Freedom came late for slaves in Texas.
Almost three years after the Emancipation Proclamation, advancing troops arrived in Galveston, Texas, where their leader pronounced General Order No. 3, a proclamation of their freedom on June 19,1865. Nearly three years earlier, President Lincoln's Emancipation Proclamation of September 22, 1862, had actually granted enslaved Black men, women and children their freedom.
Freedom and Resistance
As word of the proclamation filtered down to slaves, the security of whites in the South and maintenance of its stable economy became major issues. The Confederate war effort could not sustain successfully without slave labor on the battlefields, in the cottonfields and on other farms. As slaves gradually became aware of their freedom, the picture of slavery took a whole new dramatic twist. Slaves walked off plantations and away from bondage whenever Union troops—and the “safety” they brought—were near.
Slave owners attempted to refugee their slaves or “run the Negroes,” meaning they removed the slaves from the Union lines hiding them from federal troops, which is how so many slaves came to Texas from southern states. It was a deliberate act of some enslavers to withhold this information from their enslaved people to keep them on as an unpaid labor force.
Knowledge Is Power
Knowing history opens the door to the future; Black history is too important to be left out. Black history is American history. Juneteenth honors the end of slavery in the United States of America and is recognized as the longest living holiday for Black Americans. By marking this day of major significance in American history, Juneteenth has always been a day of remembrance and an opportunity for Black Americans to honor their history and celebrate their culture.
A Celebration Apart
In fact, Confederate states had little interest in recognizing Juneteenth. The grass roots of Juneteenth celebrations were hidden from white gaze well into the 20th century. This segregation of celebration contributed to the holiday going unnoticed by most Americans outside the Black community.
Black Pride Gaining Ground
The Black Power Movement helped spark a renewed interest, celebrating culture, pride, identity and reclaiming history. With this resurgence, it still is rarely mentioned in company holiday celebrations, school holidays or even in the curriculum. As a result of this, this important holiday has been largely unknown to most Americans. Since the murder of George Floyd, however, Juneteenth has gained prominence amid racial reckoning.
Reflection and Celebration
As we embark on this day, Black communities around the country will be celebrating this holiday, remembering their enduring fight for freedom and celebrating the resilience of their Black ancestors.
This day serves as an opportunity not only to reflect on the oppression and subjugation of Black people for centuries but to also celebrate the progress experienced since that jubilant day in 1865 when the last people enslaved were told of their freedom.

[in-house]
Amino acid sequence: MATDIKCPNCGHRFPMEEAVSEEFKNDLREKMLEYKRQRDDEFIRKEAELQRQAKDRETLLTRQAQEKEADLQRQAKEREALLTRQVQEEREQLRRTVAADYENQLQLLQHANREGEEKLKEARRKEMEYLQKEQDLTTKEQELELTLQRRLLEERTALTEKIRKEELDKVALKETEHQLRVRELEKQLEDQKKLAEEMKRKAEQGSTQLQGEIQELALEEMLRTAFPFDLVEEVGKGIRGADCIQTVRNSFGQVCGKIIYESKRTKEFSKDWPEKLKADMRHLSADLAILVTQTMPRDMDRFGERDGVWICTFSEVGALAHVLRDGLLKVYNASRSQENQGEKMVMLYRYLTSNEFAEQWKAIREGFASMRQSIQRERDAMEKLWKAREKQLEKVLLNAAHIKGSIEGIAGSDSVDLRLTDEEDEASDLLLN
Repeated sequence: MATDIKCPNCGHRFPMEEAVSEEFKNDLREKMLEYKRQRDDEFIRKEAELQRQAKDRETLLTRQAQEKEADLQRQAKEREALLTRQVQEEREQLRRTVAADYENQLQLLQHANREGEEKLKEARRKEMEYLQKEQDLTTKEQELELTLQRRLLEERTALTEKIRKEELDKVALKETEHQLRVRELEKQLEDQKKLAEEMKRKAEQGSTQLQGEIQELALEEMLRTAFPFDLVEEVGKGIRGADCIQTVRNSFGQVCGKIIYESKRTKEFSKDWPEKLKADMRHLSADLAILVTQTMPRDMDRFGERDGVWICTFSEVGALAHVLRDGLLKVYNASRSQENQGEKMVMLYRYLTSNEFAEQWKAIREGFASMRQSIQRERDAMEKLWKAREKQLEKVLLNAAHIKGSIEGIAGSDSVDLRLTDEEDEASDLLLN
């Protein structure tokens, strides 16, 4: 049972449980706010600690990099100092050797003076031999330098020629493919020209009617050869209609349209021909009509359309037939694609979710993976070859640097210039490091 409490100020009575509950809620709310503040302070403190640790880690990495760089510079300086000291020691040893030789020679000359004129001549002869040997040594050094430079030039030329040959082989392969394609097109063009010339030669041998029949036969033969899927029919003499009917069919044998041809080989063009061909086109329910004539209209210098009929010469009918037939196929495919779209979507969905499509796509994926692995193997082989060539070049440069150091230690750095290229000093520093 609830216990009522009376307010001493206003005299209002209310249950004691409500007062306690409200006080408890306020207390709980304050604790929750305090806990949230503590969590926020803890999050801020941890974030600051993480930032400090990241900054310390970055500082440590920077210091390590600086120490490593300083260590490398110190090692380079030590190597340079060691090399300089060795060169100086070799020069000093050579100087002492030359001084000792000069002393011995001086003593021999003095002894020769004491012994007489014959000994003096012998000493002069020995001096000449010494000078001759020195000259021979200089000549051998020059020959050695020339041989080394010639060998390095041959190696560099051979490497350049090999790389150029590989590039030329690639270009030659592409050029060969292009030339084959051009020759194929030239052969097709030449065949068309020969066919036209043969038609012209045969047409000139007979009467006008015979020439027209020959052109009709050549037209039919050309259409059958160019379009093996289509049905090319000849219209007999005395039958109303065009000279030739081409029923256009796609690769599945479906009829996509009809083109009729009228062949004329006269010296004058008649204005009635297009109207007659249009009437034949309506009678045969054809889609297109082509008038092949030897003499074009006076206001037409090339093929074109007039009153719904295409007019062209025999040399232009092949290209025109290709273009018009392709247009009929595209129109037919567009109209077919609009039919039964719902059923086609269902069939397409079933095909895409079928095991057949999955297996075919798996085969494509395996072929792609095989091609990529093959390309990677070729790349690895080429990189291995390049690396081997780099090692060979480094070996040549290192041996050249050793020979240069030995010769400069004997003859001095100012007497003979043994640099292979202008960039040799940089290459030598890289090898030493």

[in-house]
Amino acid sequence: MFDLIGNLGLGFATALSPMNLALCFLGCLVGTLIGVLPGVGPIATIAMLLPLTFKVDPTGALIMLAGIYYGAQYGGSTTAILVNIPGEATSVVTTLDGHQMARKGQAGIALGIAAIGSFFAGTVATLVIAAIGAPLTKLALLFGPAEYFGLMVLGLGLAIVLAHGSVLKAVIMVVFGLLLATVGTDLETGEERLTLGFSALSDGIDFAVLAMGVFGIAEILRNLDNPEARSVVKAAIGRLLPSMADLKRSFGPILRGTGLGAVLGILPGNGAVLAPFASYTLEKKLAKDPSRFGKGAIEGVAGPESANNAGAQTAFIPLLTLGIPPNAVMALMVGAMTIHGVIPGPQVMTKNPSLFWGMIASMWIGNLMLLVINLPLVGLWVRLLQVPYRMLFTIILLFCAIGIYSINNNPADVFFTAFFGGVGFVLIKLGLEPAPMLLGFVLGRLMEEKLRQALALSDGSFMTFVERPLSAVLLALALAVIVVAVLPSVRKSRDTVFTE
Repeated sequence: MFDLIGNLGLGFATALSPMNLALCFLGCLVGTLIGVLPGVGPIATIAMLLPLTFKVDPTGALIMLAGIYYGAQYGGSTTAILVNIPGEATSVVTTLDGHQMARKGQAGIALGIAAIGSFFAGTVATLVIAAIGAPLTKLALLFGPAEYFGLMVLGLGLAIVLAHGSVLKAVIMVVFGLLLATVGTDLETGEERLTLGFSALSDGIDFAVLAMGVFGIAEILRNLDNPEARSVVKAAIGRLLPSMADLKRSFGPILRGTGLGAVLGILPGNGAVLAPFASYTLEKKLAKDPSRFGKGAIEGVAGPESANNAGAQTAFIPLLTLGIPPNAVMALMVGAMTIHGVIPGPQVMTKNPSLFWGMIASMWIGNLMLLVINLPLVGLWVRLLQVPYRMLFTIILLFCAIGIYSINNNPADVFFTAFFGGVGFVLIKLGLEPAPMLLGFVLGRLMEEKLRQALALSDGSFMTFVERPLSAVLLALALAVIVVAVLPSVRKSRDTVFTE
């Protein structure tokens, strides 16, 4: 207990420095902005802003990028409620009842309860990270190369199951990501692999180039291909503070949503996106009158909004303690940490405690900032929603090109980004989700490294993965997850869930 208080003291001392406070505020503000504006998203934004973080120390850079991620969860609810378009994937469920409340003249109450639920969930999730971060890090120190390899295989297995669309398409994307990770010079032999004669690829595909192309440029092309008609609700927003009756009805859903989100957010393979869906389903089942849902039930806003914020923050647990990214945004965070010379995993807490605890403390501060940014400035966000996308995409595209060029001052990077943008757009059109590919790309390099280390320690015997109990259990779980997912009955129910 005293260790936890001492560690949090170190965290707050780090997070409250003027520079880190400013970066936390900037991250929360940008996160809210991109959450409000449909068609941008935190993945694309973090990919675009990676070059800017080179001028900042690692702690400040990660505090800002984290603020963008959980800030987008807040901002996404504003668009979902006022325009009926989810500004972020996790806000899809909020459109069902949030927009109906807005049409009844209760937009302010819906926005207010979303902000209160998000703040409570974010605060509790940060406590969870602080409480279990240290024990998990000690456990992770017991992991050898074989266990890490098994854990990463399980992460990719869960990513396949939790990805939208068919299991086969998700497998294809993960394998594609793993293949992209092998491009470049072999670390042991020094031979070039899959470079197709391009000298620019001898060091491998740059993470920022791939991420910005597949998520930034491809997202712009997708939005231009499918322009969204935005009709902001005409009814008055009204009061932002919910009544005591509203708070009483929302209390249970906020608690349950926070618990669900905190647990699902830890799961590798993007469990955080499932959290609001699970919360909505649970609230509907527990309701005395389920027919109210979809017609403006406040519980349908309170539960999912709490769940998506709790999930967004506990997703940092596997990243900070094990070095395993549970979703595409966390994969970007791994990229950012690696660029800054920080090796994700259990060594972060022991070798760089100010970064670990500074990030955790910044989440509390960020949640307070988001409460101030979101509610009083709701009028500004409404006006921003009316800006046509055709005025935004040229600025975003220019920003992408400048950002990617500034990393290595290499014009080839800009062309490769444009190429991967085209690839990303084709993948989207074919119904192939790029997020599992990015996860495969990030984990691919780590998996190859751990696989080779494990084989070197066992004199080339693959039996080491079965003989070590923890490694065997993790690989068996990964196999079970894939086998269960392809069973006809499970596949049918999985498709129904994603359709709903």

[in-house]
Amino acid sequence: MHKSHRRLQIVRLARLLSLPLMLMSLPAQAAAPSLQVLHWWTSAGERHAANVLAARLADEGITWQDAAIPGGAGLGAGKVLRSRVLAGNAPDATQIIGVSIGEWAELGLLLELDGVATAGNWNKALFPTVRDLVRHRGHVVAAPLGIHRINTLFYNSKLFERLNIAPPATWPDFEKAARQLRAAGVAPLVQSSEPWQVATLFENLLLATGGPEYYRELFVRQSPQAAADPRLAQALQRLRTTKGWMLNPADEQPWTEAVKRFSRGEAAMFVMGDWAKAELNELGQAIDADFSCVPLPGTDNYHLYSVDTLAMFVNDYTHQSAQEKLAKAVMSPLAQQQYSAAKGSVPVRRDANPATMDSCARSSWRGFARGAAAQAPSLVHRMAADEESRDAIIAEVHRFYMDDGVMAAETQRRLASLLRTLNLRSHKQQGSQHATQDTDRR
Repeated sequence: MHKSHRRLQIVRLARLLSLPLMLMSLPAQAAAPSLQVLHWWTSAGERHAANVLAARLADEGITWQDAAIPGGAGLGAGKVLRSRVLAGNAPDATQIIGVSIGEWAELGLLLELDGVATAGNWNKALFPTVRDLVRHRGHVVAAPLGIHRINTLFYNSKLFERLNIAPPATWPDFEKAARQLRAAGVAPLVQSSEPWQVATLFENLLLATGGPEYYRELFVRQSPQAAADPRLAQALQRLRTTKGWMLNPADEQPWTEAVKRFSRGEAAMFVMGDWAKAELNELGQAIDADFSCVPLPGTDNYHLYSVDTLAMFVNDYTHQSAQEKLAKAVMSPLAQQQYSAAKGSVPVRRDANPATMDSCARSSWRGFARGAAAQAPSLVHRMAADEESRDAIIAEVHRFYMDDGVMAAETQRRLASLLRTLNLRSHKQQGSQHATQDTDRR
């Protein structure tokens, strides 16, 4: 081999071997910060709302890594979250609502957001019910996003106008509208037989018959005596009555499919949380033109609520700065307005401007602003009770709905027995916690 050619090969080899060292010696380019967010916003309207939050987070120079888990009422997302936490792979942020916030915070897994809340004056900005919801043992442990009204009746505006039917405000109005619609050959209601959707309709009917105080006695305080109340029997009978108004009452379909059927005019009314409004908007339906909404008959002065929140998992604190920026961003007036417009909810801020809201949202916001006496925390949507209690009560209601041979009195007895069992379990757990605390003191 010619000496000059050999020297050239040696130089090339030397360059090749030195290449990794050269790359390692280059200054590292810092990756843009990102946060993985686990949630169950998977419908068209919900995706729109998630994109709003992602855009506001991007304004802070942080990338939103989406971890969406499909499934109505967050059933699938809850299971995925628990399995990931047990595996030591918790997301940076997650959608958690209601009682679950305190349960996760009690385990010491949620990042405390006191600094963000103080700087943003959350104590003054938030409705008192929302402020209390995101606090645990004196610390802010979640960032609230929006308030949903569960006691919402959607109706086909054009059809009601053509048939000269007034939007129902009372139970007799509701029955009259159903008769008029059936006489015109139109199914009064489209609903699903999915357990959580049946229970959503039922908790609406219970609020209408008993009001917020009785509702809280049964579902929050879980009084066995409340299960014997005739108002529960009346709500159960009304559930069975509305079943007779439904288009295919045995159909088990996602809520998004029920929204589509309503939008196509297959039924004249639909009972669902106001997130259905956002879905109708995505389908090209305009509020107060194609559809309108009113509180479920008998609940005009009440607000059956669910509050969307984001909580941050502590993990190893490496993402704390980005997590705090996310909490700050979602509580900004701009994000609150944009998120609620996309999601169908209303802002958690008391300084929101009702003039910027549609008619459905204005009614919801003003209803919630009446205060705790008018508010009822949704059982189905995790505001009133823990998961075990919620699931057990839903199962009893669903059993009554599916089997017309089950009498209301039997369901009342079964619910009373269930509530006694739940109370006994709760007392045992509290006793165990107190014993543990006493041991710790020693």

Making a Jubilant Noise
In celebration of this historic event, Black families traditionally enjoy red foods to symbolize the perseverance of the enslaved ancestors. Many also throw cookouts and BBQs, gather in parades, attend rodeos headlining Black cowboys and cowgirls, shoot fireworks, organize pageants, attend local Juneteenth events, pray together as families and sing spirituals.
Juneteenth Celebration & Events: All to be shared with everyone, not just Black families.
Focus on the Future
Black student excellence is also a major part of this celebratory time. During the months of May and June, students are matriculating and graduating. In the Black community, education is seen as an economic lifeline.
Black excellence is used to support Black people to be the best version of themselves in spite of the many disparities and challenges faced as a community of people. Affirming and empowering Black students is a good thing and prepares them for success in America.
Rooting Out Racism
Unfortunately, at some point in their lives many students either experience or will encounter subliminal racism. When America admits to its mistakes and begins to celebrate the heroes of Black history then excellence becomes American excellence—inspiring students to reach their greatest potential by leading movements, creating new enterprises, fighting for freedom and solving previously unsolvable problems.
Joy Is the Goal
Only when we all make room for every student to learn and grapple with America’s shameful past, can we all find joy that is an essential part of this day. There are other celebrated emancipation holidays—each having its own traditions and celebration, and each sharing in conflict and confusion.
Juneteenth is not only a day to celebrate but to also speak out.
* Speak out about the complexities of America’s history.
* Speak about how Americans share the ideals of freedom and equality, that we as Americans all-too-often fall short of but that are essential to the continued health of the Republic.
Juneteenth falls closest to the summer solstice—the longest day of the year, when the sun at its zenith defies darkness in every part of this nation—including the southern states that were once shadowed by slavery. As Ralph Ellison wrote in his novel Juneteenth, “We remember the shining promise of emancipation along with the bloody path America took by delaying it an deferring fulfillment of those simple words in General Granger’s Order No. 3: that ‘This involves an absolute equality of personal rights and rights of property between masters and slaves.’”
When we share the stories of terrors and triumphs and struggles and salvation of the past, we learn and can grow together as Americans. There is much work to be done, but we can achieve the goals imagined at our country’s birth through a clear-eyed look at the past and a shared sense of purpose for a future jubilee of equality and equity.